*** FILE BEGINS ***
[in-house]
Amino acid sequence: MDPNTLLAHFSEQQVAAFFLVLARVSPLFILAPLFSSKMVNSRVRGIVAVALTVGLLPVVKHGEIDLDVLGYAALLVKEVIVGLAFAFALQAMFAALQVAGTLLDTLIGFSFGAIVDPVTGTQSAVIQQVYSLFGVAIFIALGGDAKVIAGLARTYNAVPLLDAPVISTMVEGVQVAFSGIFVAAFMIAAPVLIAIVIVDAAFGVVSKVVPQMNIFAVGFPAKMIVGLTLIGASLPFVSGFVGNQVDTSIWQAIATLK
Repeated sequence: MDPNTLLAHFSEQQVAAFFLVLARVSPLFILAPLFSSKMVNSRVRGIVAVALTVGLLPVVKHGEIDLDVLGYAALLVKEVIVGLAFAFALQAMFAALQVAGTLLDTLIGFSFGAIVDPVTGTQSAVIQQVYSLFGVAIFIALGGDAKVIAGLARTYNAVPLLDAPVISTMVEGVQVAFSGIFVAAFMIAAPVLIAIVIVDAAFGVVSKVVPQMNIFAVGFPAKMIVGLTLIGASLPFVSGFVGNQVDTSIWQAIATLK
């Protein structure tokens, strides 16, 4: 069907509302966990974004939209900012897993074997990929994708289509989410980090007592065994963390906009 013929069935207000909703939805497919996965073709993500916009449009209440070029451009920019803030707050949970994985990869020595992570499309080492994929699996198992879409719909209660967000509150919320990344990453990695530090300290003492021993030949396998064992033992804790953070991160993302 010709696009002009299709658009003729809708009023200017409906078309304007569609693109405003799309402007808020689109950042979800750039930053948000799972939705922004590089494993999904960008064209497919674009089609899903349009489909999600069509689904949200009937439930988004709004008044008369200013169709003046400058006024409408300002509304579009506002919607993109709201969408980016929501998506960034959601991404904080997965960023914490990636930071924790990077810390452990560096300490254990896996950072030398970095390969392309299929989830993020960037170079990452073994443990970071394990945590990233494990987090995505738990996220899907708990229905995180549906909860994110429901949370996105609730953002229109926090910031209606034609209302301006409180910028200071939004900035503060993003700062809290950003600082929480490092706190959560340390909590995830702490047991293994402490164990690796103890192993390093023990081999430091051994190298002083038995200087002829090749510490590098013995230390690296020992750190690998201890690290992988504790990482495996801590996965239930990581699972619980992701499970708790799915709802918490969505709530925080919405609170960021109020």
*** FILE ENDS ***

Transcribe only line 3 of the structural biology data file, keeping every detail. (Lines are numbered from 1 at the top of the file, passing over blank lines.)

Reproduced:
Repeated sequence: MDPNTLLAHFSEQQVAAFFLVLARVSPLFILAPLFSSKMVNSRVRGIVAVALTVGLLPVVKHGEIDLDVLGYAALLVKEVIVGLAFAFALQAMFAALQVAGTLLDTLIGFSFGAIVDPVTGTQSAVIQQVYSLFGVAIFIALGGDAKVIAGLARTYNAVPLLDAPVISTMVEGVQVAFSGIFVAAFMIAAPVLIAIVIVDAAFGVVSKVVPQMNIFAVGFPAKMIVGLTLIGASLPFVSGFVGNQVDTSIWQAIATLK